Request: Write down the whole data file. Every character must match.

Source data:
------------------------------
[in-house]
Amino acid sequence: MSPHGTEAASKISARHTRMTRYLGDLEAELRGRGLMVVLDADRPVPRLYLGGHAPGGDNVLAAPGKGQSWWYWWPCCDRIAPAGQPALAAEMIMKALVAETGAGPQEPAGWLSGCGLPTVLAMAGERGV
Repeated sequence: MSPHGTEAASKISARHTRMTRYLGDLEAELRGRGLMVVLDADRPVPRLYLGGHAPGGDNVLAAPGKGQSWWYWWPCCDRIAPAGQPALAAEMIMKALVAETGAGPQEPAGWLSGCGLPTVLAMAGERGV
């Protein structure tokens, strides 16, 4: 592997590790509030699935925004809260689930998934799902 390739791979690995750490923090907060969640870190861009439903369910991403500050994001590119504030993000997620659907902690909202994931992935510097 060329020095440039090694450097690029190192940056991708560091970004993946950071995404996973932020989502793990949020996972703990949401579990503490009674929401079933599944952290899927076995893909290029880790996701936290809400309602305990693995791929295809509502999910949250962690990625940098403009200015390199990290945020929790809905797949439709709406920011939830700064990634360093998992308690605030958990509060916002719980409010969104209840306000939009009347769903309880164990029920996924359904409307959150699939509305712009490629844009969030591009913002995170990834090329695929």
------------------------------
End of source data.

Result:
[in-house]
Amino acid sequence: MSPHGTEAASKISARHTRMTRYLGDLEAELRGRGLMVVLDADRPVPRLYLGGHAPGGDNVLAAPGKGQSWWYWWPCCDRIAPAGQPALAAEMIMKALVAETGAGPQEPAGWLSGCGLPTVLAMAGERGV
Repeated sequence: MSPHGTEAASKISARHTRMTRYLGDLEAELRGRGLMVVLDADRPVPRLYLGGHAPGGDNVLAAPGKGQSWWYWWPCCDRIAPAGQPALAAEMIMKALVAETGAGPQEPAGWLSGCGLPTVLAMAGERGV
């Protein structure tokens, strides 16, 4: 592997590790509030699935925004809260689930998934799902 390739791979690995750490923090907060969640870190861009439903369910991403500050994001590119504030993000997620659907902690909202994931992935510097 060329020095440039090694450097690029190192940056991708560091970004993946950071995404996973932020989502793990949020996972703990949401579990503490009674929401079933599944952290899927076995893909290029880790996701936290809400309602305990693995791929295809509502999910949250962690990625940098403009200015390199990290945020929790809905797949439709709406920011939830700064990634360093998992308690605030958990509060916002719980409010969104209840306000939009009347769903309880164990029920996924359904409307959150699939509305712009490629844009969030591009913002995170990834090329695929």